Go on be social.

There is a temptation to try and attend every social gathering scheduled. Sometimes you will find yourself triple booked as all the evening events seem to be on at the same time. Stick to water and make as many appearances as you can, build that network. But in this section I am not talking about pubs or clubs, I mean of course social media. Even if you aren’t a social ninja and the thoughts of tweeting selfies makes you breakout in hives, i want you to step out of your comfort zone and leverage at least some of these apps.

Buffer. There are multiple tools out there now that will allow you to schedule tweets. Take time to plan ahead and write some before the event. You don’t want to have your head in a phone app when you could be meeting and greeting.

Twitter. This can be a great way to find people as well as let people find you. Find out your conference official hashtags and include them in your tweets. It doesnt take much effort to get up on the Social Media wall of fame and its great for exposure as people walk past. Threaded tweets are great for events, consider using them when you have a lot to say.

LinkedIn. If you have neglected your profile here, now is the time to polish it up. You will be looked up, you will be added by people you meet. Do you have a good title? A clear elevator pitch? LinkedIn is never finished, you can always improve areas of your profile.

The key to surviving Vegas.

Stay hydrated is the most obvious one. Bring a reusable water bottle. Dell Technologies is again this year providing water stations to get a fill up and to conserve plastic waste. The air is so dry there you will literally get Vegas throat or conference cough. Every morning, when you shower, plug the drain and fill up the tub with water, leave it humidify while you are out! At night, take a towel, soak it in the tub and hang it over the air-con vent. Trust me you will sleep better. (credit to @lost_signal for this tip, saved my 1st Vegas).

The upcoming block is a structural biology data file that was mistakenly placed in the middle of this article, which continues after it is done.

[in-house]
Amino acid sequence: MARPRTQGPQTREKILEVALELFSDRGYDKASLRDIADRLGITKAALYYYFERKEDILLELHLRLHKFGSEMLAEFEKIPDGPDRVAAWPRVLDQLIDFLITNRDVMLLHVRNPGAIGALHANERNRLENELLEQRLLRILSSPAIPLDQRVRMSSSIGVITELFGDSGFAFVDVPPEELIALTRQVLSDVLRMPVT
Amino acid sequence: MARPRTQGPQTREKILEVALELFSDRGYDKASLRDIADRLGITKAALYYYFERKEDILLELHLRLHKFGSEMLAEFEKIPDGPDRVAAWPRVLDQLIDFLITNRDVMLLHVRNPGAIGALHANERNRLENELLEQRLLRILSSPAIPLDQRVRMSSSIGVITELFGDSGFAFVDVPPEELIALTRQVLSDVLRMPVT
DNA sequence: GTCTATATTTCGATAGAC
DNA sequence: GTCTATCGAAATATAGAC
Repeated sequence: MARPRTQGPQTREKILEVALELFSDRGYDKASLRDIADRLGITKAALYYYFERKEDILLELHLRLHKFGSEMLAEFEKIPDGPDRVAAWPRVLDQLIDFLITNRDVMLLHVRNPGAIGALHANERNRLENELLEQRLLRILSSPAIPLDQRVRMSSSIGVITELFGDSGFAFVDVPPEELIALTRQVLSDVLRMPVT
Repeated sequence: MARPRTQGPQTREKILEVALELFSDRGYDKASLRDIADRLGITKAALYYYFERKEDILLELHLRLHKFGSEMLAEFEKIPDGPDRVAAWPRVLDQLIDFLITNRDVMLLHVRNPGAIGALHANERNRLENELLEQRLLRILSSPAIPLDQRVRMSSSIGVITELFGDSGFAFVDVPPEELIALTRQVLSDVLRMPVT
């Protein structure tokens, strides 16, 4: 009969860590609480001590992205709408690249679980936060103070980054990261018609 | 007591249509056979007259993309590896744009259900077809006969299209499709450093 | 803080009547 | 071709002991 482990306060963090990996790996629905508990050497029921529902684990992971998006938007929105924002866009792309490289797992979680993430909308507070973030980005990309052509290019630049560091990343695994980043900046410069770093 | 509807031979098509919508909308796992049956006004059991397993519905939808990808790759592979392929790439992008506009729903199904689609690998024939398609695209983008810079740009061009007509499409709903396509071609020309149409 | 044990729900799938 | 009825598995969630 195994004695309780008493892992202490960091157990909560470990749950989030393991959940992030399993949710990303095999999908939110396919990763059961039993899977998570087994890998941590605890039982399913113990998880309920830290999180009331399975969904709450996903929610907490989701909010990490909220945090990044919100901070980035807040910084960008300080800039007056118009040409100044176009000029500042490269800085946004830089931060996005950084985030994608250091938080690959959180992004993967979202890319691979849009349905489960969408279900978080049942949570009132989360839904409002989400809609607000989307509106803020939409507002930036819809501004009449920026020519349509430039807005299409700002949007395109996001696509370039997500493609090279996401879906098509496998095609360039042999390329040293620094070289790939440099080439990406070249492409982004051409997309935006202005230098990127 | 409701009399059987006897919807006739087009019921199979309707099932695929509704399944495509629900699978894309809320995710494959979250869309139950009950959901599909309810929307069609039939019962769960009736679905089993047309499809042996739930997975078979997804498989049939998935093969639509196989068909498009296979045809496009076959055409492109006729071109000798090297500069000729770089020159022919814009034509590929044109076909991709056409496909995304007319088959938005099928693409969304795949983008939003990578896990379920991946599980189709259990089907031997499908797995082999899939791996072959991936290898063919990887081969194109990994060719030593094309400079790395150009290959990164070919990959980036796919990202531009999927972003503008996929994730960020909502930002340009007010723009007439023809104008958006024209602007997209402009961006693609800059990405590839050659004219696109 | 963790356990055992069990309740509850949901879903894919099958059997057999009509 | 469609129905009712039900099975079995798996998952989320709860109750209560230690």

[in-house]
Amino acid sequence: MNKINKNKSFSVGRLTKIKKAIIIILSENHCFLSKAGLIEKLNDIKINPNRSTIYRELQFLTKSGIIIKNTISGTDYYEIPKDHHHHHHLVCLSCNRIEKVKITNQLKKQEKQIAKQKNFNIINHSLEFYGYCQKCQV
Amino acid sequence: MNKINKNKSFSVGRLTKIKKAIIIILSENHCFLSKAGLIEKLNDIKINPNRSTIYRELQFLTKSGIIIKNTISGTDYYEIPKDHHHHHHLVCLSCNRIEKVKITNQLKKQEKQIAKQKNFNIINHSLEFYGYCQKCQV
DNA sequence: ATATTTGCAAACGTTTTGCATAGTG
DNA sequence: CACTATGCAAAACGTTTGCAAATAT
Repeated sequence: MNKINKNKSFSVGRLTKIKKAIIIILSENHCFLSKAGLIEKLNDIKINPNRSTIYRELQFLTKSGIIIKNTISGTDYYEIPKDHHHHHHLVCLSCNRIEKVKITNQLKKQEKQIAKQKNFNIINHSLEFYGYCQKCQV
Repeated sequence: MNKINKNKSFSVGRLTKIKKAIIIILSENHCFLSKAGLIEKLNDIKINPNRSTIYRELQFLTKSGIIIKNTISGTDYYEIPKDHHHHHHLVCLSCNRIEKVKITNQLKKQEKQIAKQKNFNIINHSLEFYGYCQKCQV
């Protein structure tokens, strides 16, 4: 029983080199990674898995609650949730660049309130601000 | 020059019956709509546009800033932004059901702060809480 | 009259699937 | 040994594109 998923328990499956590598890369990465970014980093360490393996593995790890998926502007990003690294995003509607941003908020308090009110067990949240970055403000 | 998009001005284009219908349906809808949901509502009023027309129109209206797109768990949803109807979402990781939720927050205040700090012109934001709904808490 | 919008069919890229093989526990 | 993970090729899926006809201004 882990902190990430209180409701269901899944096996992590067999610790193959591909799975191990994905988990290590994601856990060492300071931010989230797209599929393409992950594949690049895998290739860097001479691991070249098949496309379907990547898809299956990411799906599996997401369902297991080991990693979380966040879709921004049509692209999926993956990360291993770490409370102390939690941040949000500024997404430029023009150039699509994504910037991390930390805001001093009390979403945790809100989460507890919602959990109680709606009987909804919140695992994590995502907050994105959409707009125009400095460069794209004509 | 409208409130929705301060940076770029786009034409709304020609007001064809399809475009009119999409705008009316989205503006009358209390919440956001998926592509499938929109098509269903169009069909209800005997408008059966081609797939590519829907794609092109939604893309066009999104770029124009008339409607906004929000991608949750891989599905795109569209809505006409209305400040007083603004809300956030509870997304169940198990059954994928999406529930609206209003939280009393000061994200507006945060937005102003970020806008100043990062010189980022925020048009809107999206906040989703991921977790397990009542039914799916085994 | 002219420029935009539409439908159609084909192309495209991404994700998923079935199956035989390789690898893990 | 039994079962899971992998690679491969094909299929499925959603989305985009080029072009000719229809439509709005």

Even if you don’t make a conscious effort to hit the gym or go for an early morning run, you will do enough walking to burn a LOT of calories. Be smart when you eat the free food provided. There is ALWAYS a healthier option to choose, don’t just fill up on sweets and meat!

Every step you take, and every glass of water you drink will mean you can safely enjoy at least one great meal each day. Do like my good friends @Josephcorreia @livfitz and @VDIallStar  … ignore the travelators and elevators and take the stairs!

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Meet the Experts at VMworld Barcelona

This year I was fortunate to be given a ticket to VMworld in Barcelona as a partner attendee. Normally when I get to go to a company conference like DTW I have at least some booth duty – but this time I could concentrate on learning and networking. I had read all the guides to surviving VMworld, and digested all the advice and tips. I was careful to book sessions with presenters I wanted to meet before they filled up.  The app was an excellent resource and I used it to plan my days and stuck to the schedule I committed to.  I was very surprised to see many of the sessions only sparsely attended, especially when I knew the speakers were top class and the sessions had been booked out!

I was only given one small task for the event by the boss. The task was to evaluate the Meet The Experts area and Expert Bar and to find out as much as possible on how it worked for the event.  The reason for this is the plan is to run something very similar in Dell Technologies World in Vegas next spring.  Last year the Customer Solution Center had a section near the Hands on Labs area where customers could meet with Solution Architects 1on1 and discuss different products and solutions they were interested in.  The area was a success, we had many conversations and whiteboards were filled – but next year they wanted to see if we could improve the concept.